Ars Longa, Vita Brevis*
Last week the National Center for Health Statistics (NCHS) released a report titled “Provisional Life Expectancy Estimates for 2021.” To calculate how things are going for those of us who are, well, living, “Provisional life expectancy estimates were calculated using complete period life tables based on provisional death counts for 2021 from death records received and processed by NCHS as of April 24, 2022; provisional numbers of births for the same period based on birth records received and processed by NCHS as of May 3, 2022; and July 1, 2021, postcensal population estimates based on the 2010 decennial census.”
The results are not good. “U.S. life expectancy at birth for 2021, based on nearly final data, was 76.1 years, the lowest it has been since 1996. Male life expectancy (73.2) and female life expectancy (79.1) also declined to levels not seen since 1996.”
1996 was the year that Lisa Marie Presley filed for divorce from Michael Jackson. Chris Isaak appeared on Friends. Garth Brooks refused his American Music Award for Favorite Overall Artist because he said music is produced by a collective of people, not individuals (something that has only increased geometrically but which seems to be something not talked about). Snoop Dogg was acquitted of first-degree murder, but the voluntary manslaughter charge led to a jury deadlock and consequent mistrial. Alanis Morissette received Album of the Year Grammy for Jagged Little Pill. Phil Collins announced he was leaving Genesis. Sammy Hagar left Van Halen in June and in September the band appeared on the MTV Video Music Awards (we’re going to be getting to that) with David Lee Roth. Kiss reunited and kicked off a tour at Tiger Stadium (which the Tigers exited in 1999). The Spice Girls released “Wannabe,” their debut single. Tupac died. Eminem released his debut album.
Yes, the life expectancy today is what it was back then.
And back then seem quite back then.
Continue reading Two Things: One Disturbing, One Puzzling
Idolator eulogizes MTV’s Total Request Live, which made its debut in 1998 and celebrated its finale on Sunday night following years of declining ratings:
[1999-2004] may turn out to be the last stretch of time in which musical tastes could be dictated by a single authority. TRL seized on this new aesthetic and popularized it; instead of methodically building up a fanbase, an aspiring star could just get on the show (and have a great song) and launch a career. A lot of people would discover the artist simultaneously, and even as the song filtered down to radio and word-of-mouth transmission, TRL endured as the ultimate source.
Now, however, authority is diffused. A song becomes big because there’s a dance video on YouTube, or because a band has built up a critical mass of emo fans, or because it’s released a lot of respected mixtapes. An artist doesn’t try and get a song on TV so much as she tries to get people to come to her MySpace. (The only exception to this would seem to be American Idol, but it’s not really dictating tastes; instead of picking their favorite song, viewers pick their favorite artist, and then the winner is assigned a song that labels hope everyone will like. That likability still has to come through diffuse authority; witness, for instance, how many Idol runners-up have fared better than winners.) A new release is now just one more event in an ongoing celebrity narrative told by many sources and interpreted by readers on a daily basis, whether the gossip be large-scale stuff about teenpoppers or the endless churn of Internet gossip about R&B singers, rappers, and punk rockers.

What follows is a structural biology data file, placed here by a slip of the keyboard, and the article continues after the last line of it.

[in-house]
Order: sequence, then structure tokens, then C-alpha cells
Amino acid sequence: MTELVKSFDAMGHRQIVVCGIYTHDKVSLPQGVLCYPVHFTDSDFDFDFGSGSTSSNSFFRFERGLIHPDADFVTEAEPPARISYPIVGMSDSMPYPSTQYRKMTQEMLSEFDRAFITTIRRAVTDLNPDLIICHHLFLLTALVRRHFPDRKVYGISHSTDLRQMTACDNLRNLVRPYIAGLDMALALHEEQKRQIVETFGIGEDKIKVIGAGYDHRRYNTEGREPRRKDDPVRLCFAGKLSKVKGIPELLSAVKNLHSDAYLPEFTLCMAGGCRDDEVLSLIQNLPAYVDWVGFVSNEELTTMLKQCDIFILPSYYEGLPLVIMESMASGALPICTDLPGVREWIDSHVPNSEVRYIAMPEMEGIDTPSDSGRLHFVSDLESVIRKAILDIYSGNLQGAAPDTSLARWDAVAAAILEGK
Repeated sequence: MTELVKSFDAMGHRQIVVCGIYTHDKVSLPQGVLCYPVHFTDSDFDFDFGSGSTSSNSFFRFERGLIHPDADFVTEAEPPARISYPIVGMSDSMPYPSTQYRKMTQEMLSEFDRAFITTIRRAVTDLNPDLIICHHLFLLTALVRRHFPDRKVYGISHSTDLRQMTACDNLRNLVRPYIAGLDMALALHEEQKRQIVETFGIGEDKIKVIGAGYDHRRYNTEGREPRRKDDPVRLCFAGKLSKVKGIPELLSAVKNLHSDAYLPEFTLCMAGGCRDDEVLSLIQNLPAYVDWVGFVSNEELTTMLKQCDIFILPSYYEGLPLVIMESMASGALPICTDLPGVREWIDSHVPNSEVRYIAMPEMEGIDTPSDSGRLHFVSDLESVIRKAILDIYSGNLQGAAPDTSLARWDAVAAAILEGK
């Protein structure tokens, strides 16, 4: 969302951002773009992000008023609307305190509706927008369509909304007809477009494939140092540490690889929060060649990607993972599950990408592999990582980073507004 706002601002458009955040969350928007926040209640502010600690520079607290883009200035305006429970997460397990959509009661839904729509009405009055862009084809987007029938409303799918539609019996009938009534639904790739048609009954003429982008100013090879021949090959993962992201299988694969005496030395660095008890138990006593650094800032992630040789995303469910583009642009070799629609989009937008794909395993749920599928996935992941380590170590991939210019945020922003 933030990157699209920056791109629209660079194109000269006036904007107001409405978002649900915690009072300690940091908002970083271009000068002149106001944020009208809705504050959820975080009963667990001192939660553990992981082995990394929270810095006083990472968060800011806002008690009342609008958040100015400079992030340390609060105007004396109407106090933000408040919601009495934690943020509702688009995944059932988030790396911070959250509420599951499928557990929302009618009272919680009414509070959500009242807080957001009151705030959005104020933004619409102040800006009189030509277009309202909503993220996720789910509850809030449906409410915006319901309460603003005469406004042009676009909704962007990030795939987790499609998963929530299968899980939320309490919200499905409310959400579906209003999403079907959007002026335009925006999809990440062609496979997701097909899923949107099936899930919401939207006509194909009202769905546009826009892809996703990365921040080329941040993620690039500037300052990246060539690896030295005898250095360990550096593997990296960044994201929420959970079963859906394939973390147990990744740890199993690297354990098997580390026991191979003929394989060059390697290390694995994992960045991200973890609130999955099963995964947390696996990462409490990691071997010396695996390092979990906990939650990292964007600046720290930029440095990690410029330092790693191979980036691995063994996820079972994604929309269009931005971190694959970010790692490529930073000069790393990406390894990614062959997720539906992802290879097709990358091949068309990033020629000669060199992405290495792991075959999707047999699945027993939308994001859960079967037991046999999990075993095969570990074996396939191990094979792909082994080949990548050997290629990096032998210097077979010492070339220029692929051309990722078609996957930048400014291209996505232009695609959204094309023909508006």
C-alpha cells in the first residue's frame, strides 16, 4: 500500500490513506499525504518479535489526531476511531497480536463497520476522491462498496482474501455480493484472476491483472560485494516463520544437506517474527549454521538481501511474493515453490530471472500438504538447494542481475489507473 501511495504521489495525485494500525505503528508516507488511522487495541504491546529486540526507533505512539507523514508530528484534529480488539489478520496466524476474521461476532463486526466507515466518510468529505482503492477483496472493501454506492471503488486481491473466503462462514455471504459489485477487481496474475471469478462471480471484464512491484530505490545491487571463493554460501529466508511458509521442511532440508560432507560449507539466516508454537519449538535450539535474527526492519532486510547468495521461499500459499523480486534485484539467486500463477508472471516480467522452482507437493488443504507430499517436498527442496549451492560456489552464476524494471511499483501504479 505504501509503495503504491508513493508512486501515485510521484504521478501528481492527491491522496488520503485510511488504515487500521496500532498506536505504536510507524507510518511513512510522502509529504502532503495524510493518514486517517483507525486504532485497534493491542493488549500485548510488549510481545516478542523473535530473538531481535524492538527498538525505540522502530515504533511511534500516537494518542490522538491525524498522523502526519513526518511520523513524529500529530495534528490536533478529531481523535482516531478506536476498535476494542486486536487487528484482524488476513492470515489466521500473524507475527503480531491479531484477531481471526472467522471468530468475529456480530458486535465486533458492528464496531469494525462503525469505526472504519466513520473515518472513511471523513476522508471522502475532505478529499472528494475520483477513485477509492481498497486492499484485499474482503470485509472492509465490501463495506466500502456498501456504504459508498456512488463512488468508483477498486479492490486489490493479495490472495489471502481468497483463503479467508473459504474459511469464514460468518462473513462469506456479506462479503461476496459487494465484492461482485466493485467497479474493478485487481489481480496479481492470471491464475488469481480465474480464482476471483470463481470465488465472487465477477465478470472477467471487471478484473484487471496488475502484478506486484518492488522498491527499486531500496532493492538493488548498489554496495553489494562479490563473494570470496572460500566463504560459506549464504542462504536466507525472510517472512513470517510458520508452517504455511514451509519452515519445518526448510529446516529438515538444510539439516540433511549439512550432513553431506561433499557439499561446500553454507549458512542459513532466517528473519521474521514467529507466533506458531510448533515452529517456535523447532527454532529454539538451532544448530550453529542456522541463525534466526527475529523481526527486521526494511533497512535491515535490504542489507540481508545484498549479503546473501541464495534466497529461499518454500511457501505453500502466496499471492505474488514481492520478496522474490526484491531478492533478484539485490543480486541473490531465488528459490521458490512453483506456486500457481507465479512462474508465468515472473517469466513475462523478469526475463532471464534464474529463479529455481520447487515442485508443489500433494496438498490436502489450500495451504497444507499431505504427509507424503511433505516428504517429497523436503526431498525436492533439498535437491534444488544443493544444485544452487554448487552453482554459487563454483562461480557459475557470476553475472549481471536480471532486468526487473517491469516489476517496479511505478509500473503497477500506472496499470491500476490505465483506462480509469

I’m not sure if I should be proud or ashamed to admit I’ve never seen it. Before the recent hoopla over its cancellation, I had no idea that it was actually still on the air. Then again, I’ve never seen The Hills either.
Nothing pleases the seventh-grade boy in me more than the recent resurgence of Weird Al Yankovic during this, the twenty-fifth anniverary of his first hit, “Ricky.” There’s been the profile in Wired, and more recently, the coverage of his release of a parody while the original was still #1 on the Billboard singles chart (and its aftermath).
And now, the Grey Lady is getting in on the action: Censorship, or What Really Weirds Out Weird Al. Apparently, his 2006 video for “Don’t Download This Song” has been censored
by for MTV, and it’s starting to cause a bit of an uproar:
In an e-mail message on Sunday, Mr. Yankovic wrote that he had bleeped out the names to the file-sharing sites in his song two years ago, after MTV “told me that they would refuse to air my video” otherwise. “Instead of subtly removing or obscuring the words in the track,” he wrote, “I made the creative decision to bleep them out as obnoxiously as possible, so that there would be no mistake I was being censored.”
He complied, “because I was proud of the song and the accompanying Bill Plympton video, and I wanted to do everything I could to maximize exposure for it.”
All of this would have been largely forgotten, if not for the introduction last week of mtvmusic.com…